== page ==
Many buildings contain fire doors for which the certification has disappeared (or never existed in the first place). This creates legal uncertainty for the owners and could put the people, contents and building itself in jeopardy if a fire broke out. So how do you identify a fire door and what if you can’t find any certification?
Different fire door manufacturers mark their doors in different ways. If your door is certified by a third-party certification scheme such as BWF-Certifire, Exova BM TRADA Q Mark, International Fire Consultants or Loss Prevention Certification Board (LPCB), look for a label like the one pictured below:
This label will normally be placed on the top edge or the hanging edge of the door leaf. It tells you the manufacturers’ details and identifies the fire rating provided by the door if it has been installed according to the manufacturer’s instructions.
The label may also be accompanied by a coloured plug (pictured below), which indicates the level of fire protection.
In some cases, a fire door installed by someone who is not a competent installer may have had its label or plug cut off or painted over during installation. If this is the case, you may be able to find documented evidence in a log book or maintenance records of the installation work or door purchase. The performance of the fire door is however reliant on the door being correctly installed and so it is advisable to ask for a fire door inspection in these circumstances to check the integrity of the fire door.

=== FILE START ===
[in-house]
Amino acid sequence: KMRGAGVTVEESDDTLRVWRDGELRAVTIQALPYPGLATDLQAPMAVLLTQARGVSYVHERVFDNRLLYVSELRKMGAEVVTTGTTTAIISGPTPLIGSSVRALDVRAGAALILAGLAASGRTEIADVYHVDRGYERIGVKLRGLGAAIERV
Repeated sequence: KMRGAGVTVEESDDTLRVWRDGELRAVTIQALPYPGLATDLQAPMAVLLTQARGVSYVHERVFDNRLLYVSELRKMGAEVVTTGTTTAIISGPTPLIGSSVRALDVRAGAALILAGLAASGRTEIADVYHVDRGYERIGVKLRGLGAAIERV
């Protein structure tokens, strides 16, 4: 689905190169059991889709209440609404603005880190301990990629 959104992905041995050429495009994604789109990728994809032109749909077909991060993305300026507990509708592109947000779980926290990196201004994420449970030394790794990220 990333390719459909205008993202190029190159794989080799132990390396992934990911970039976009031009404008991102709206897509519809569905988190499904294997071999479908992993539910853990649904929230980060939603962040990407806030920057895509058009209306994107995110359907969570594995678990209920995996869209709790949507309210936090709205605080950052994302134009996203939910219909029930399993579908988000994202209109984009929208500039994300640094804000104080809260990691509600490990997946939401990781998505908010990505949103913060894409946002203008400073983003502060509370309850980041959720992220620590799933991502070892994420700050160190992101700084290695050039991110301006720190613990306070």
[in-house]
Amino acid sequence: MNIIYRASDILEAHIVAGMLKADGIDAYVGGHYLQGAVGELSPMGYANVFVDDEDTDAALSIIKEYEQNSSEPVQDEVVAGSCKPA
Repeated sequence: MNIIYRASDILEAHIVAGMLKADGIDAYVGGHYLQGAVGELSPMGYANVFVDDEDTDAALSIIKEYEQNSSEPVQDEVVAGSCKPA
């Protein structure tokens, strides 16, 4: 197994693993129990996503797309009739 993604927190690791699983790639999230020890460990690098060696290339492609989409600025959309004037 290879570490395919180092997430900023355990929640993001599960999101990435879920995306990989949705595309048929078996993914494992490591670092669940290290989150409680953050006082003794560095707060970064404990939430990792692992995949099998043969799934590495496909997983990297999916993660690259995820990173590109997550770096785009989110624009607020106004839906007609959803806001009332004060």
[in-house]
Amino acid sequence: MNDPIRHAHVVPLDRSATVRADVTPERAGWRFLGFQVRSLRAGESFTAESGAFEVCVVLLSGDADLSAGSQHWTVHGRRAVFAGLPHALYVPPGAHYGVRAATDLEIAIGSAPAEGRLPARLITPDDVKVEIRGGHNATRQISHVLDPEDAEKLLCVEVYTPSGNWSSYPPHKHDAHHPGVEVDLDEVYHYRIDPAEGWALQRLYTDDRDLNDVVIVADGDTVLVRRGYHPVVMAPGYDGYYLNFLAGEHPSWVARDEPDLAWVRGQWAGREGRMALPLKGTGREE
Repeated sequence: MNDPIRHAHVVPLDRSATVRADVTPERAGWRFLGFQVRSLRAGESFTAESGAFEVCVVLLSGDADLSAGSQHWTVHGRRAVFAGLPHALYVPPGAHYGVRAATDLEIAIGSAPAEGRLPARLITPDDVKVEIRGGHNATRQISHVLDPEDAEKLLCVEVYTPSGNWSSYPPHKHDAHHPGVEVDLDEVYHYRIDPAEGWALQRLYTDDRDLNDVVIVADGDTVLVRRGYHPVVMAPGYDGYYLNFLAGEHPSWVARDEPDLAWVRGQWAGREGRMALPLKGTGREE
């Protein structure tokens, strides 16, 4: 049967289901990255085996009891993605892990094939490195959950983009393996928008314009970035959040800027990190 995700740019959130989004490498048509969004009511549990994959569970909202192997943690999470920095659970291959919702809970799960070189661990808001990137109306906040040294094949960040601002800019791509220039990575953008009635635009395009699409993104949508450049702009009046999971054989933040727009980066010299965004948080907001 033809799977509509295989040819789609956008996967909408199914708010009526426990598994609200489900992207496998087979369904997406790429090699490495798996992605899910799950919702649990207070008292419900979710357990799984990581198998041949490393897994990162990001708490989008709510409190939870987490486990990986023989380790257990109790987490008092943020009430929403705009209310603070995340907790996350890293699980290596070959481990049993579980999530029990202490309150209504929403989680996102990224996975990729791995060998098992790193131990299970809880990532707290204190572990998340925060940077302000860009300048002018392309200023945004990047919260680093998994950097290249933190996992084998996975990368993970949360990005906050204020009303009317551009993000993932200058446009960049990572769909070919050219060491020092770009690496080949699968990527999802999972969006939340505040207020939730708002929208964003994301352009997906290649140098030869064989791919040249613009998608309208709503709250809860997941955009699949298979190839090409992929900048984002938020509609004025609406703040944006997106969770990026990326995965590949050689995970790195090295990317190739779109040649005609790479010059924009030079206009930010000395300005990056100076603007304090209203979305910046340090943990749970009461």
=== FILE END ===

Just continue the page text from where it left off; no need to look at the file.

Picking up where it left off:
If no records can be found for the door, it may be possible that the door has not been certified and therefore there is no evidence that it will provide any protection against fire. In this case, the door can be assessed to see if it can be classed as a nominal fire door.
A nominal fire door is an existing fire door whose fire separation performance cannot be proven, but that is of a suitable build to provide sufficient fire protection. Making a judgement as to whether a fire door will give protection in the event of a fire may not be easy. The following checks can be made to assess the performance of the door:
If you are uncertain about whether your door would perform as a fire door, it is often best to consult your risk assessment. If the door is in a key location on an escape route for example, we would recommend that the door is replaced with a new fire door or inspected by a qualified fire door inspector. In a less critical location, you may decide to keep the nominal fire door.
Reviewed: 29/03/2022 (doc:569 V1.0). Our articles are reviewed regularly. However, any changes made to standards or legislation following the review date will not have been considered. Please note that we provide abridged, easy-to-understand guidance. To make detailed decisions about your fire safety provisions, you might require further advice or need to consult the full standards and legislation.